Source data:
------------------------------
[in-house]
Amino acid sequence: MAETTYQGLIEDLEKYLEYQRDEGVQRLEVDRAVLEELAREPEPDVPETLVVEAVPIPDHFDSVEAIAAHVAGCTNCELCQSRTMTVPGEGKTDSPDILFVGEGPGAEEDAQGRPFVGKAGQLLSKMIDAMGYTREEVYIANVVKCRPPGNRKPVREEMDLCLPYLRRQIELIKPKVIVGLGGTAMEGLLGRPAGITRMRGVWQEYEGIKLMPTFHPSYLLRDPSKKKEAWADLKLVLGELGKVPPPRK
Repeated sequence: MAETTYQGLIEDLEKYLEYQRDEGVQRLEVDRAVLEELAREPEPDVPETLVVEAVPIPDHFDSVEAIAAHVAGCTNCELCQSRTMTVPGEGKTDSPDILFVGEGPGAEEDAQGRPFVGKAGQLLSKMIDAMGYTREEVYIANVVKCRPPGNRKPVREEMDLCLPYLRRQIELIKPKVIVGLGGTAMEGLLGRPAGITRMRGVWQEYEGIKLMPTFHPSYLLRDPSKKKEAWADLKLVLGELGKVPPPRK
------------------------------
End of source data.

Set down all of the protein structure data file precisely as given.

[in-house]
Amino acid sequence: MAETTYQGLIEDLEKYLEYQRDEGVQRLEVDRAVLEELAREPEPDVPETLVVEAVPIPDHFDSVEAIAAHVAGCTNCELCQSRTMTVPGEGKTDSPDILFVGEGPGAEEDAQGRPFVGKAGQLLSKMIDAMGYTREEVYIANVVKCRPPGNRKPVREEMDLCLPYLRRQIELIKPKVIVGLGGTAMEGLLGRPAGITRMRGVWQEYEGIKLMPTFHPSYLLRDPSKKKEAWADLKLVLGELGKVPPPRK
Repeated sequence: MAETTYQGLIEDLEKYLEYQRDEGVQRLEVDRAVLEELAREPEPDVPETLVVEAVPIPDHFDSVEAIAAHVAGCTNCELCQSRTMTVPGEGKTDSPDILFVGEGPGAEEDAQGRPFVGKAGQLLSKMIDAMGYTREEVYIANVVKCRPPGNRKPVREEMDLCLPYLRRQIELIKPKVIVGLGGTAMEGLLGRPAGITRMRGVWQEYEGIKLMPTFHPSYLLRDPSKKKEAWADLKLVLGELGKVPPPRK